Does Age Matter? Generational Differences Among Coworkers

Recorded On: 11/03/2018

This panel presentation by 3 nurses representing a range of generations will discuss issues that have an impact on their practices in the workplace. Issues may range from bullying, technological differences, and the experience of "novice to expert" as the nurse transitions into other practices. The presentation will cause attendees to consider where they are positioned on the continuum and what their outlook is. Attendees also will learn more about their practices and how others may observe their responses.

Learning Outcomes 

After the session, attendees will be able to listen and learn from peers about how they view their work environments and how they face challenges differently.

​Mary Bates, MS, BSN, RN

Penn Home Infusion Therapy

Mary Bates, MS, BSN, RN, began her career in home infusion as a staff nurse, in 1988. Since that time, she has worked for several organizations in almost every aspect of home infusion nursing, including management, marketing, education, and quality management. Nine years ago, she decided to return to direct patient care. She graduated from a hospital-based diploma program, and obtained a BSN and a master's degree in health care administration while working full time.

Disclosure: No conflict of interest to disclose

​Chloe Littzen, MSN, RN, CPN, AE-C

University of Arizona

Chloe Littzen, MSN, RN, CPN, AE-C, is a second-year PhD student at the University of Arizona, with a major focus on systems and a minor in integrative health. Her research is centered around the effects of generational marginalization on young-adult nurses' well-being. Currently a graduate research assistant at the University of Arizona, Ms. Littzen also sits on the board of the Arizona Foundation for the Future of Nursing.

Disclosure: No conflict of interest to disclose

Florence Rigney, RN

Tacoma General Hospital

Florence, known as See See, graduated from the Tacoma General Hospital School of Nursing in 1946. Although she began her career in pediatrics when penicillin was first being used, she has worked in the operating room for most of the past 72 years. She says she tried to retire at 67, but her “retirement” lasted only 6 months. Today, at 92 years young, See See continues to work in Tacoma General’s operating room 2 days a week, because, she says, she enjoys working, having patient contact, and providing comfort to patients. As evidenced by this recent profile on NBC News, See See has been known to run circles around nurses half her age!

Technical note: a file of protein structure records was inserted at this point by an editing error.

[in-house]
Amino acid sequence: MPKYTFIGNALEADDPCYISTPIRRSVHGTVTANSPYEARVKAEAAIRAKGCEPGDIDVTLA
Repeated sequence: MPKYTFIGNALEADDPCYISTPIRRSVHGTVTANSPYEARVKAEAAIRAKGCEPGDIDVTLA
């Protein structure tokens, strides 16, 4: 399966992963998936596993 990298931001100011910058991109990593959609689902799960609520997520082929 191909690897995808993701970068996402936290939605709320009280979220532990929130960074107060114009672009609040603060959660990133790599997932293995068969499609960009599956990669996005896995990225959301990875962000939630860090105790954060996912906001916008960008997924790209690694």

Disclosure: No conflict of interest to disclose

​Theresa Stapleton, BSN, RN, CRNI®

Novasyte

Theresa P. Stapleton, BSN, RN, CRNI®, a clinical nurse educator for Novasyte, has been a nurse for 23 years. For the first 13 years of her career, she was a nurse in emergency departments in Ohio, Virginia, Maryland, and Pennsylvania. For the past 10 years, she has been a member of hospital-based teams providing peripheral and peripherally inserted central catheter placements. She has also been an independent contractor. Mrs. Stapleton received her CRNI® certification in 2006. She lives in Knoxville, Tennessee.

Disclosure: No conflict of interest to disclose

CRNI® RUs: 2                                                                        
This entire program has been approved for 2 CRNI® recertification units and meets the INS Meeting criteria.
*Note: Participants who attended the live version of this program at INS National Academy 2018 in Washington, DC are not eligible to receive CRNI® recertification units through this online program.

Contact Hours: 1       
To receive contact hours for this educational activity, you are required to attend the entire educational activity and complete the evaluation.                                                           
*Note: Participants who attended the live version of this program at INS National Academy 2018 in Washington, DC are not eligible to receive contact hours through this online program.


Expiration date for receipt of contact hours: November 3, 2021

INS is accredited as a provider of continuing nursing education by the American Nurses Credentialing Center’s Commission on Accreditation.

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Session Evaluation
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